While several other ballot campaigns around the state—as well as numerous across the country—have been derailed by the coronavirus pandemic, the campaigns found a way to proceed despite stay-at-home orders and social distancing requirements. They’ve asked residents to print the form, fill it out and mail it to the campaign headquarters.
“One of the reasons we’ve been able to still gather thousands of signatures during the shutdown is because more and more people are realizing that we need this initiative right now more than ever,” Janie Gullickson, a chief petitioner for DATRA and the executive director of the Mental Health and Addiction Association of Oregon, said in a press release.
“Before COVID-19, Oregon already ranked nearly last in the nation in providing basic access to drug treatment,” she said. “The isolation and stress from the pandemic has made our state’s addiction crisis even worse. That’s why I’m helping lead the campaign to pass IP 44 and get more treatment and recovery services to more people, in more parts of Oregon.”
Sheri Eckert, a chief petitioner of the psilocybin initiative, said the submission of the signatures last week “represents five years of development, planning, coalition building, and overall effort.”
“In times like these, we need accessible therapeutic options that can really impact people’s lives. That is what this initiative is all about,” she said. “We’re honored by the support and faith that so many Oregonians have put into this effort and we’re excited to have made this leap towards qualification.”
The secretary of state’s office now has until June 19 to conduct a random sample of the submitted signatures. If a sufficiently high percentage are deemed valid such that when extrapolated the overall number of submissions would exceed the minimum requirement, the measures will be certified for the ballot.
Under DATRA, drug treatment programs would be expanded through the use of funds derived from existing marijuana tax revenues. At the same time, it would promote treating drug addiction as a health issue by decriminalizing illegal substances. Low-level possession would instead be considered a civil infraction punishable by a maximum $100 fine and no jail time.
The psilocybin measure would make Oregon the first jurisdiction in the U.S. to implement a therapeutic legalization model for psychedelic mushrooms. Part of the strategy to continue collecting signatures for the initiative involves promoting an app that enables residents to see which of their friends and family have signed it yet, allowing them to personally reach out and push them to submit a signed petition.
“As we enter this final stretch, we are doing the best we can to boost our signal across the state of Oregon, to educate our potential allies, collect the signatures we need to qualify, and to keep you all safe,” the campaign recently said in an email blast. “To that end, we hope you will join Outreach Circle and remotely mobilize with us to get IP 34 on the ballot come November.”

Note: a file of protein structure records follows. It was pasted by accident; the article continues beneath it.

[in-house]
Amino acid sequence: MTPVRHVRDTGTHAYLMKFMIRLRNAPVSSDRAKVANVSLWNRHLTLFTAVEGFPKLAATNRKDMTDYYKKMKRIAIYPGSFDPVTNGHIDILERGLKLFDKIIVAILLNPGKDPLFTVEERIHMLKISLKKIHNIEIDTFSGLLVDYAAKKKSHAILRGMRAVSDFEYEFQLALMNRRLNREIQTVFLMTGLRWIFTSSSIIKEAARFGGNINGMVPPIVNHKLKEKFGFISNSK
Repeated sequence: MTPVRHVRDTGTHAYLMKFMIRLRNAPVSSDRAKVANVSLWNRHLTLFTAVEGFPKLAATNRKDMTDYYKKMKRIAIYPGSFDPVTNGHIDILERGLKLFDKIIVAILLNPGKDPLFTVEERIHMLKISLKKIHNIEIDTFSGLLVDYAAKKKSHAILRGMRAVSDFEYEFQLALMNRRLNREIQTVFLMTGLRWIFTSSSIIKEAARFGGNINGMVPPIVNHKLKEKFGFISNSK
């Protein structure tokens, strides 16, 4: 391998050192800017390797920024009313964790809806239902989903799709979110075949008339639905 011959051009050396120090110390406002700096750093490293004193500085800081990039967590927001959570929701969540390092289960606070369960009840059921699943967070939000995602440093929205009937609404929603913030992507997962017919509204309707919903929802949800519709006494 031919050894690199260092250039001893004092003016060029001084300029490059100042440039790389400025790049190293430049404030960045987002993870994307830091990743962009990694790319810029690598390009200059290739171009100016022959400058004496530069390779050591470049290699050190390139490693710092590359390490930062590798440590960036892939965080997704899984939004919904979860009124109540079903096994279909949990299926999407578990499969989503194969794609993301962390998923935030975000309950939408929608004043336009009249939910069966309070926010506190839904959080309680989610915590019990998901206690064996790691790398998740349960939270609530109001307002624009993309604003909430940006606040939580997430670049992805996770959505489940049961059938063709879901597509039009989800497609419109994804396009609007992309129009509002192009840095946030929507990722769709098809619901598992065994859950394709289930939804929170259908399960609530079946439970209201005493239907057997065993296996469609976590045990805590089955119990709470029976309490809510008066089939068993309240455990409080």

Here’s a status update on other drug policy reform efforts throughout the country:
Activists in Washington State are also working on a similar drug decriminalization and treatment measure.
Washington, D.C. activists behind a psychedelics decriminalization campaign are more confident that they will be able to make the ballot after the District Council voted in favor of a series of changes to signature gathering protocol last week. Their petition has also been approved by the Board of Elections. The campaign has a new strategy to test the waters and deliver petitions and mailers directly to voters who could then sign and send them back to their headquarters.
Activists in Montana and Nebraska have resumed signature gathering with new safety measures in place for campaigns to legalize adult-use and medical marijuana, respectively.
In Arizona, the organizers of a legalization effort asked the state Supreme Court to instruct the secretary of state to allow people to sign cannabis petitions digitally using an existing electronic system that is currently reserved for individual candidates seeking public office. That request was denied, however.
California activists had hoped to get a measure to legalize psilocybin on the state’s November ballot, but the campaign stalled out amid the coronavirus pandemic.
A California campaign seeking to amend the state’s cannabis law asked for a digital petitioning option, but state officials haven’t signed on.
A campaign to legalize cannabis in Missouri officially gave up its effort for 2020 due to signature collection being virtually impossible in the face of social distancing measures.
North Dakota activists said they plan to continue campaign activities for a marijuana legalization initiative, but it’s more likely that they will seek qualification for the 2022 ballot.
Idaho medical cannabis activists announced that they are suspending their ballot campaign, though they are still “focusing on distributing petitions through online download at IdahoCann.co and encouraging every volunteer who has downloaded a petition to get them turned in to their county clerk’s office by mail, regardless of how many signatures they have collected.”
In New York, Gov. Andrew Cuomo (D) conceded that the 2020 legalization push is “effectively over” in the legislature. Coronavirus shifted priorities, and comprehensive cannabis reform seems to have proved too complicated an issue in the short-term.
Prior to the COVID-19 outbreak and stay-at-home mandates, measures to legalize marijuana for medical and recreational purposes qualified for South Dakota’s November ballot.
The New Jersey legislature approved putting a cannabis legalization referendum before voters as well.
And in Mississippi, activists gathered enough signatures to qualify a medical cannabis legalization initiative for the ballot—though lawmakers also approved a competing (and from advocates’ standpoint, less desirable) medical marijuana proposal that will appear alongside the campaign-backed initiative.
Photo courtesy of Democracy Chronicles.